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Perfect Caribbean – Adventure

November 17, 2007
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Perfect Trip: Bahamas

Day 1 Forty feet down in the poolblue Atlantic off New Providence, Bahamas, I’m inside a silver tornado of Caribbean reef sharks. I’ve joined Stuart Cove’s Dive Bahamas for a chance to come face-to-snout with these graceful, cat-eyed sharks. They pointedly ignore us, interested only in the delectable fish heads offered up by divemaster Ervin Moss, but my thumping heart keeps time with the rhythmic crunch of arrowhead teeth on cartilage. Back on the boat I realize my fear, born of ignorance, has been banished by bottom time with these awesome creatures, and I’m left instead with the pure joy of experiencing a wilderness where large predators still roam.

Day 2 The sharks whet my appetite for more wild experiences, so I fly west to Andros Island, the largest island of the Bahamas. Landing at Andros Town, I travel back two decades to clapboard fishing villages and Androsian pine forests. On the short drive north to Small Hope Bay Lodge’s family-owned beachfront cottages, I understand why this magical Out Island is the rumored haunt of chickcharnies, mischievous red-eyed forest spirits. That afternoon, the lodge’s dive boat takes me to Jean’s Dream off the east coast. Here in the coral gardens between the shallows and the wall of Andros Barrier Reef, Nassau groupers sit balloon-gilled over brain coral, and shoals of silversides morph like fun-house mirrors. In the dark off the wall’s edge, the sea floor plummets more than a mile. I feel like I’m flying.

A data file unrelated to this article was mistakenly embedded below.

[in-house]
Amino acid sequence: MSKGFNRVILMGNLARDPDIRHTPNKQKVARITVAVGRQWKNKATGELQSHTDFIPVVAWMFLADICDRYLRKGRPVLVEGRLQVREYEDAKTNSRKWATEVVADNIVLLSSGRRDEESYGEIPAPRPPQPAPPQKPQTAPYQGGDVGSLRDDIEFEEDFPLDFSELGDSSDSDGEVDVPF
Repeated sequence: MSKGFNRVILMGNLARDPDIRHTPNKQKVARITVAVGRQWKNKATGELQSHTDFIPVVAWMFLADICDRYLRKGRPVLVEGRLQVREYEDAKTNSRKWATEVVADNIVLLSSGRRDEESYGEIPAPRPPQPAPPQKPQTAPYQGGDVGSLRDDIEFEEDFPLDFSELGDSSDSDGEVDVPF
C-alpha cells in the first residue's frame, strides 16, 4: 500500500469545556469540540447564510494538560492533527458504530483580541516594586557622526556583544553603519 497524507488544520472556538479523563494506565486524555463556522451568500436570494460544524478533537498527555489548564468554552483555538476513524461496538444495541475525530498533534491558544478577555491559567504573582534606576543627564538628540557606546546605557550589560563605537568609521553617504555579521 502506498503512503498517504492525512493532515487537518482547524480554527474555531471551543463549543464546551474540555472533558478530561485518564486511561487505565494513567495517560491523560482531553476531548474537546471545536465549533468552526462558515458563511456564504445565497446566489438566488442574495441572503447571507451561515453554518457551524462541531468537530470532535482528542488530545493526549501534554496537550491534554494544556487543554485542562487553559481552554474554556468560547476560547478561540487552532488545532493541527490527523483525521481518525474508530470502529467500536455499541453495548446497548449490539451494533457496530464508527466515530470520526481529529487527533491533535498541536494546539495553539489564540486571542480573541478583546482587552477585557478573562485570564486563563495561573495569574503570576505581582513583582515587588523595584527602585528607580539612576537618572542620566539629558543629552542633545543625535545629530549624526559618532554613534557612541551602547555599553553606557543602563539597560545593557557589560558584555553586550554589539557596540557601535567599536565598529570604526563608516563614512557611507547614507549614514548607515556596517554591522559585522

Day 3 “Take away the mangroves,” Small Hope-owner Jeff Birch says, “and that reef dies. The swamps clean the seawater and serve as a nursery to juvenile fish.” Jeff hands me a pair of binoculars and a small homemade guidebook. Behind the lodge is a limestone path that skirts the edge of a red mangrove swamp. Snowy egrets step gingerly across the mud, hunting minnows that crease the clear water. I take in a deep breath; the wet aroma of decay, I realize, is really the smell of the living reef.

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Day 4 A quick connection through Nassau and a 40-minute flight southeast to Great Exuma, and I’ve arrived on my second Out Island, this one known for its beaches. After a basket of conch fritters in George-Town, I point my rented motorcycle south and devour the Queen’s Highway. Past the overgrown plantation ruins and little village of Rolletown, I discover Tropic of Cancer Beach on Little Exuma (the two islands are connected by a bridge). I wade out into the warm, shin-high riffles, knowing I’ve found a very different wilderness from New Providence’s sharky depths and Andros’ reef and mangroves. I close my eyes and float until my pulse is as faint as the hush of the waves on the beach. — jad davenport

Under the Sea Cozumel